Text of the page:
And nothing else on earth is quite like a coral reef. Inch for inch, it’s shelter for more species of living things than any other marine ecosystem—every kilometer of healthy reef can provide us with up to 15 tons of seafood each year. Its very makeup helps produce nitrogen and other essential nutrients for marine life, and its presence protects shorelines from erosion and storm damage.
The onus for protection is on the Philippines, too. As part of the mystical-sounding Coral Triangle, our waters foster incredible biodiversity, and—with Indonesia—contain about 77 percent of the coral reefs in Southeast Asia. In other words, if we mess up, we mess it up for the entire region.
There’s just too much sea in between our 7,107 islands for us to properly monitor.
You must understand that the biggest scares in the 1970s were political, not environmental. The Cold War between the US and what was then the USSR was the dominant force in our collective mindset. Closer to home, there was the Vietnam War, and then, of course, Martial Law. Nobody had time to worry about the environment, and global warming was a concept for the future.
So this was the world that Dr. Alcala was working in. His proposal then must have sounded unnecessarily alarmist and draconian: the creation of a Marine Protected Area (MPA), the first in the country, in Sumilon Island in Cebu and in Apo Island. This would include a “no-take zone” where fishermen would be forbidden from fishing. Today, MPAs are a commonly used conservation tool, but in the 70s and 80s, there were a very small handful in the entire world.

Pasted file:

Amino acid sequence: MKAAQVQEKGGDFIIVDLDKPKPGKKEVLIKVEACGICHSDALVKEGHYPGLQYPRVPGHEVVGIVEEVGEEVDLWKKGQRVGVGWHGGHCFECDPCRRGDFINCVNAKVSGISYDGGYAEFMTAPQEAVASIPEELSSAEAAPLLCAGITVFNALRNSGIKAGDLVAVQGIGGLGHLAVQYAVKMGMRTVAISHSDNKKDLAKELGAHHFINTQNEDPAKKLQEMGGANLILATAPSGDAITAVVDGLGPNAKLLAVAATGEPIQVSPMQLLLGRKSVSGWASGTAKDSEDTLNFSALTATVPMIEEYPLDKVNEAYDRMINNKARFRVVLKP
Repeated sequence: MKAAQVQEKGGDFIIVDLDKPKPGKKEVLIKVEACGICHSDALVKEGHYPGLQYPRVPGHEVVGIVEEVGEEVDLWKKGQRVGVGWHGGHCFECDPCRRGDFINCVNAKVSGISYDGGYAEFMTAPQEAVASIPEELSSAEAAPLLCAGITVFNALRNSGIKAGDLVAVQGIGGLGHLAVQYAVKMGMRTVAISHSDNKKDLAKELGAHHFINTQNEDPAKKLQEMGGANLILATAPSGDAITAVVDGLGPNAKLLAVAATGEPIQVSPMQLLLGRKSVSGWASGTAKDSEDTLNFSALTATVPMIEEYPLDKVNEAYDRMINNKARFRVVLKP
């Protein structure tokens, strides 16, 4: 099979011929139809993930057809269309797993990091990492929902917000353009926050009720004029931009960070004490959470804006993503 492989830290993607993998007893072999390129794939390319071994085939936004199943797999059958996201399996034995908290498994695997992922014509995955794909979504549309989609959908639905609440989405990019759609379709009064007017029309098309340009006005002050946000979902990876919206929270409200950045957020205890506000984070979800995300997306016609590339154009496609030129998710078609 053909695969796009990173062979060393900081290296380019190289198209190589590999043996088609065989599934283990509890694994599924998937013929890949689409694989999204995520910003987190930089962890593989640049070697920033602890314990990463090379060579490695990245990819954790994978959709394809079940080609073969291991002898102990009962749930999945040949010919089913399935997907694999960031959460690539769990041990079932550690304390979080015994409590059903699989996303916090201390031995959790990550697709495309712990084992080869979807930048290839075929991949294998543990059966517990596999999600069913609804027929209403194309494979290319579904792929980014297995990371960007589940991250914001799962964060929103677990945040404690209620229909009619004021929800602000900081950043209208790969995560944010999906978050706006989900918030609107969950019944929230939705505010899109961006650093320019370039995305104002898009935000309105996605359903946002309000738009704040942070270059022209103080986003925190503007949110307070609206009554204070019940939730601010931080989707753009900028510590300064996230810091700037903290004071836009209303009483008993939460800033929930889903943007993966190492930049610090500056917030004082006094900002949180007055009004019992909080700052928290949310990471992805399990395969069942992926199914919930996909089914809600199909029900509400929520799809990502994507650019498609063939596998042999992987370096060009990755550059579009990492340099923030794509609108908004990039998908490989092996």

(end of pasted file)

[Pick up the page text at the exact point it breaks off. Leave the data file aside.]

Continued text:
MPAs aren’t giant aquariums. The area isn’t suddenly, magically encased inside protective glass borders where people can’t get in; there’s no coast guard to patrol every moment of the day.
There’s often nothing more than buoys to mark the edges of an MPA, and the common consent of the people living near it to honor the designation. It’s as if somebody put up flags around a small area of forest, and got everyone living around it to agree that no one could walk or hunt or disturb the plants inside those borders. “It took three years!” Dr. Alcala will tell you emphatically. “Three years of talking to the fishermen and the community. We had to build relationships and demonstrate to them that it was for their own good.”